How do you think the research and the work produced will develop after the residency?
I began a new creative project during this residency, and I expect this is something I will be working on for a considerable time. I plan to maintain the connections with the models that I worked with over the six-week programme. The goal is to continue our conversation, photograph them again in the future, and potentially repeat the project - an experiment on connection and how it can be cultivated - in other cities and contexts.
What advice would you give to someone applying for our Grant? What suggestions would you give them for preparing a good application?
I always suggest giving yourself enough time to write multiple drafts of applications you are particularly excited about. Having another set of eyes look over your application is also quite helpful: I recommend reaching out to someone both within and outside of the field. Someone within the field can speak to the conceptual rigour of the application, and to the strength of the visual editor. Someone outside of the field can really help to identify potential lapses in clarity. If an individual with no experience in the art world can read your application and have a clear idea of what your practice or project is about, then chances are you’ve created a concise and reader-friendly application. Also, don’t be afraid to reapply if at first you aren’t selected.
The successful candidate will commit to producing a unique body of work within the residency period, we encourage all interested applicants to add a paragraph to their submission where they can briefly outline a project that relates to Landskrona.
Jenny Nordquist (Landskrona Foto) will review all the applications evaluating highly all the proposals that can be mindful of the community while offering a new perspective on Landskrona, she will be also open to any type of working methods the photographer decides to use so if you like the idea to challenge your practice in a new place and create new connections this opportunity is adding another reason for you to participate in the new edition of the PhMuseum Photography Grant.
Deanna Pizzitelli (1987) is a Canadian artist and educator that lives and works in Bratislava (SK). She completed her BFA at Ryerson University (CA), and her MFA at the University of Arizona (US). Pizzitelli’s “Koža, Women & Other Stories” is one of 10 projects of Les Rencontres d’Arles: Louis Roederer Discovery Award 2020 (FR). Pizzitelli is represented by Stephen Bulger Gallery (CA). Her work is in the collections of the Archive of Modern Conflict (UK) and the Center for Creative Photography (US).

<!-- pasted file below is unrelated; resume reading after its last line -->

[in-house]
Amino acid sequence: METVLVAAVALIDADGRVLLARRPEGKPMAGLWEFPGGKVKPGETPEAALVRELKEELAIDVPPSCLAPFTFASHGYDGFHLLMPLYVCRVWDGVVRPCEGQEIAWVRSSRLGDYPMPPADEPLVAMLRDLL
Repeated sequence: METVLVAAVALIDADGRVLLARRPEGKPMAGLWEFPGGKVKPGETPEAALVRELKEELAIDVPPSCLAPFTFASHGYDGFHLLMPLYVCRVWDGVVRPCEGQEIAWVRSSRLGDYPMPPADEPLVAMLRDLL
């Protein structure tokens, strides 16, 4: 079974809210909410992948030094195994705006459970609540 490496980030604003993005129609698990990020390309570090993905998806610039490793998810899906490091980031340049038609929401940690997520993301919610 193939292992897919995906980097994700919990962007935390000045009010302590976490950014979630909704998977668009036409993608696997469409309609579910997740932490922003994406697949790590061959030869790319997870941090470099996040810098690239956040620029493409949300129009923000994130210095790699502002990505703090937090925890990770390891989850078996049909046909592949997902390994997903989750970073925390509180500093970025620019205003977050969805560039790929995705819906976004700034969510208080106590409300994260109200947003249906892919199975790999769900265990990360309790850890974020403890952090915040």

Jenny Nordquist is Director for Landskrona Foto, Sweden. She has a background in fine art photography, education and curation. From 2016-2018 she was the Artistic Director for Landskrona Foto Festival. She has previously been head of photography at Östra Grevie College in Sweden and from 2011-2018 she was director of a project space for photography in Copenhagen.
Landskrona Foto is the collective name for a centre for the photographic image that spans areas such as exhibitions, events, photo history, photo books, residency, research, and collections. The most important element, the one they call ‘The highlight of Photography’ is their festival where the love of photography, dedication, and commitment to Landskrona as the meeting place of photography reaches its crescendo.
The PhMuseum Photography Grant has established itself as a leading prize in the industry over the past ten years, renowned for celebrating the importance of contemporary photography and supporting the careers of emerging artists through monetary prizes and various opportunities across international festivals and online media. You are welcome to present your work before 17 February 2021 at 11.59 pm (GMT). Learn more and apply at phmuseum.com/g22.